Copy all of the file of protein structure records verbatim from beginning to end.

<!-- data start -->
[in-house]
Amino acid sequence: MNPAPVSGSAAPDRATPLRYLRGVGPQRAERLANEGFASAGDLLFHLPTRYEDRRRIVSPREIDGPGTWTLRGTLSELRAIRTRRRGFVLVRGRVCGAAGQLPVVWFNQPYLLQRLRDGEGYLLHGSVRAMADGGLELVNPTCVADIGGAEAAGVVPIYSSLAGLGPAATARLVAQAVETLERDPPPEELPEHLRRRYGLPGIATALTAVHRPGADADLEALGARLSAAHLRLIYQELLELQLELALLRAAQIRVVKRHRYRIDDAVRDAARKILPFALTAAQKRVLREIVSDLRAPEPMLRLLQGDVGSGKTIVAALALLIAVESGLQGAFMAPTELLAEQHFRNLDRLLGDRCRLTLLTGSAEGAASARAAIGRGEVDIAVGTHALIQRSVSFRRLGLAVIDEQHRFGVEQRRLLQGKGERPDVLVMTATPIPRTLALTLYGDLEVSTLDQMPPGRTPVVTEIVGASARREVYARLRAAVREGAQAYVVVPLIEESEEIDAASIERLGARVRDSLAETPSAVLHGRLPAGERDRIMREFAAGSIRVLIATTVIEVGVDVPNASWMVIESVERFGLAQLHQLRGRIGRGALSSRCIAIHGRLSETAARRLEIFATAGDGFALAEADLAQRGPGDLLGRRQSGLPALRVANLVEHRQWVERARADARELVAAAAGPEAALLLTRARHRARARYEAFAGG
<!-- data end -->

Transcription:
[in-house]
Amino acid sequence: MNPAPVSGSAAPDRATPLRYLRGVGPQRAERLANEGFASAGDLLFHLPTRYEDRRRIVSPREIDGPGTWTLRGTLSELRAIRTRRRGFVLVRGRVCGAAGQLPVVWFNQPYLLQRLRDGEGYLLHGSVRAMADGGLELVNPTCVADIGGAEAAGVVPIYSSLAGLGPAATARLVAQAVETLERDPPPEELPEHLRRRYGLPGIATALTAVHRPGADADLEALGARLSAAHLRLIYQELLELQLELALLRAAQIRVVKRHRYRIDDAVRDAARKILPFALTAAQKRVLREIVSDLRAPEPMLRLLQGDVGSGKTIVAALALLIAVESGLQGAFMAPTELLAEQHFRNLDRLLGDRCRLTLLTGSAEGAASARAAIGRGEVDIAVGTHALIQRSVSFRRLGLAVIDEQHRFGVEQRRLLQGKGERPDVLVMTATPIPRTLALTLYGDLEVSTLDQMPPGRTPVVTEIVGASARREVYARLRAAVREGAQAYVVVPLIEESEEIDAASIERLGARVRDSLAETPSAVLHGRLPAGERDRIMREFAAGSIRVLIATTVIEVGVDVPNASWMVIESVERFGLAQLHQLRGRIGRGALSSRCIAIHGRLSETAARRLEIFATAGDGFALAEADLAQRGPGDLLGRRQSGLPALRVANLVEHRQWVERARADARELVAAAAGPEAALLLTRARHRARARYEAFAGG